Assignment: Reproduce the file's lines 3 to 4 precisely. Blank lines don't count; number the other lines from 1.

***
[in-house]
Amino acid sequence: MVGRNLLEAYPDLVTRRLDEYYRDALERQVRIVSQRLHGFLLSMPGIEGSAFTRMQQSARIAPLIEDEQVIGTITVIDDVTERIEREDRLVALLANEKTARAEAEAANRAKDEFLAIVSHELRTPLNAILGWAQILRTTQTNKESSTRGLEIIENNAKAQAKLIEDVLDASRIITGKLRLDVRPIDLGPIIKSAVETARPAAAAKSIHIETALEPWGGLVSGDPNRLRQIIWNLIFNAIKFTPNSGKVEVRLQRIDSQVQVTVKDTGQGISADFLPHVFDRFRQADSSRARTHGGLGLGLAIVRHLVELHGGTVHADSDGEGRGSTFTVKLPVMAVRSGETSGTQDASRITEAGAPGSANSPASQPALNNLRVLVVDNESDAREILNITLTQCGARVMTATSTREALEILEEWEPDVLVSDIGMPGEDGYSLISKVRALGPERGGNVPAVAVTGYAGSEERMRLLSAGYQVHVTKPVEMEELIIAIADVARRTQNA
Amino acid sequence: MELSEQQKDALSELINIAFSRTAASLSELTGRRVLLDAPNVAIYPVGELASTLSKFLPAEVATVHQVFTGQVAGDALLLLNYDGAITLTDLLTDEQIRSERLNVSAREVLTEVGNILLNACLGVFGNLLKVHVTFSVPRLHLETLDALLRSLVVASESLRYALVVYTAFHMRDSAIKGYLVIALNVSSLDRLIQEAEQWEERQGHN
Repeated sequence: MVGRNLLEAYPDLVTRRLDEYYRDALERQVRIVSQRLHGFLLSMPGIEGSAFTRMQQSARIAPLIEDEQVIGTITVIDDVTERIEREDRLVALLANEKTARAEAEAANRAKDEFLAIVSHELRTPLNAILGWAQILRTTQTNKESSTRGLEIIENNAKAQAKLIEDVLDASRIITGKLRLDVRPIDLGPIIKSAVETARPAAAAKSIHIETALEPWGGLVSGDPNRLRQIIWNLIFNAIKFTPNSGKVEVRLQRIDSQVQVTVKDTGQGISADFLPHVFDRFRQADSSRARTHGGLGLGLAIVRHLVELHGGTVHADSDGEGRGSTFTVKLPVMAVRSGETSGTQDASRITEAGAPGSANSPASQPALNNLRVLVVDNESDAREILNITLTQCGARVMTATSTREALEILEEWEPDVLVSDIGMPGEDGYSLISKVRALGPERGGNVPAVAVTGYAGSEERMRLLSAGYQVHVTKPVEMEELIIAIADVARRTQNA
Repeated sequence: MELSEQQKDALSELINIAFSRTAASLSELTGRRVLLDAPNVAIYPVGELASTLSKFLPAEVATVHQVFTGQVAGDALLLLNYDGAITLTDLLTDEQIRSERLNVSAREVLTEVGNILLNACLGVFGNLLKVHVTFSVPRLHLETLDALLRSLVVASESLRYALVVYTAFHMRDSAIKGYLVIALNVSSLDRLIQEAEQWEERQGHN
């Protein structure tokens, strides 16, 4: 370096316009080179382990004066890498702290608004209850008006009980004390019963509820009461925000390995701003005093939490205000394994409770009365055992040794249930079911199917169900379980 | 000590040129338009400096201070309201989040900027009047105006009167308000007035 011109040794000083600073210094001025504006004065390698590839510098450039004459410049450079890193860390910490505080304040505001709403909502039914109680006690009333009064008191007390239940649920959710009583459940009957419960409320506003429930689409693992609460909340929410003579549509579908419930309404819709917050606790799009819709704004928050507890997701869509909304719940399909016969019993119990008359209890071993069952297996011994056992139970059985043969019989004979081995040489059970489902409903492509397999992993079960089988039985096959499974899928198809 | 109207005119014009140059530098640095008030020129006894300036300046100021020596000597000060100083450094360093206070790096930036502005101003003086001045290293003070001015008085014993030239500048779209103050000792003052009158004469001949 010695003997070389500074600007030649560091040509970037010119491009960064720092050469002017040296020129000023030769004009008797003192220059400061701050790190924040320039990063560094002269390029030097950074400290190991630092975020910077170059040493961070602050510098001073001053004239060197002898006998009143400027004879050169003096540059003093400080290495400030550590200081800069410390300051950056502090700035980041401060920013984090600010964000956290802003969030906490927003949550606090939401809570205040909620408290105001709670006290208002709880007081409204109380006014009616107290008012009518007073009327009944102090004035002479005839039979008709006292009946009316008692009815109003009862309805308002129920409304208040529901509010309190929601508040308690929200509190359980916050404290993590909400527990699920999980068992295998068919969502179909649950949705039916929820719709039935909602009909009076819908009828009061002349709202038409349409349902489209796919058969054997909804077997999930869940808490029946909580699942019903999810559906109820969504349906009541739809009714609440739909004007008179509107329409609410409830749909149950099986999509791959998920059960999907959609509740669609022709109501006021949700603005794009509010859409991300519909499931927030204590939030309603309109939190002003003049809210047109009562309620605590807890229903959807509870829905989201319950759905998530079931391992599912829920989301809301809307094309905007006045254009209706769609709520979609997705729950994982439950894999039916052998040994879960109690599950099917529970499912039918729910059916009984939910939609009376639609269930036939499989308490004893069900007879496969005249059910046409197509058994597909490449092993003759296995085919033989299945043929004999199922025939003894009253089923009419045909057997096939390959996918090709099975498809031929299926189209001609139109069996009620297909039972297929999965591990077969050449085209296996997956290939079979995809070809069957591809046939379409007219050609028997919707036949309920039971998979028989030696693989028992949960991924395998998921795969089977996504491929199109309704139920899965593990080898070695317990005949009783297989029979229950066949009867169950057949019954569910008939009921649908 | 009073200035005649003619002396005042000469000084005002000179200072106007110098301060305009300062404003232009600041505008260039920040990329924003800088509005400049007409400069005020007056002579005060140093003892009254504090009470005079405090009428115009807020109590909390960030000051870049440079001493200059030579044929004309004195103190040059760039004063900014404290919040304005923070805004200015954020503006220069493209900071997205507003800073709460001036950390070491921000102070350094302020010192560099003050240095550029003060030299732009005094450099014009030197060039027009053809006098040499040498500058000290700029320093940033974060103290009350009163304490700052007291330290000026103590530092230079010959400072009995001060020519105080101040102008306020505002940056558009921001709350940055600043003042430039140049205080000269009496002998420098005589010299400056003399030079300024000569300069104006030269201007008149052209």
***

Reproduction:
Amino acid sequence: MELSEQQKDALSELINIAFSRTAASLSELTGRRVLLDAPNVAIYPVGELASTLSKFLPAEVATVHQVFTGQVAGDALLLLNYDGAITLTDLLTDEQIRSERLNVSAREVLTEVGNILLNACLGVFGNLLKVHVTFSVPRLHLETLDALLRSLVVASESLRYALVVYTAFHMRDSAIKGYLVIALNVSSLDRLIQEAEQWEERQGHN
Repeated sequence: MVGRNLLEAYPDLVTRRLDEYYRDALERQVRIVSQRLHGFLLSMPGIEGSAFTRMQQSARIAPLIEDEQVIGTITVIDDVTERIEREDRLVALLANEKTARAEAEAANRAKDEFLAIVSHELRTPLNAILGWAQILRTTQTNKESSTRGLEIIENNAKAQAKLIEDVLDASRIITGKLRLDVRPIDLGPIIKSAVETARPAAAAKSIHIETALEPWGGLVSGDPNRLRQIIWNLIFNAIKFTPNSGKVEVRLQRIDSQVQVTVKDTGQGISADFLPHVFDRFRQADSSRARTHGGLGLGLAIVRHLVELHGGTVHADSDGEGRGSTFTVKLPVMAVRSGETSGTQDASRITEAGAPGSANSPASQPALNNLRVLVVDNESDAREILNITLTQCGARVMTATSTREALEILEEWEPDVLVSDIGMPGEDGYSLISKVRALGPERGGNVPAVAVTGYAGSEERMRLLSAGYQVHVTKPVEMEELIIAIADVARRTQNA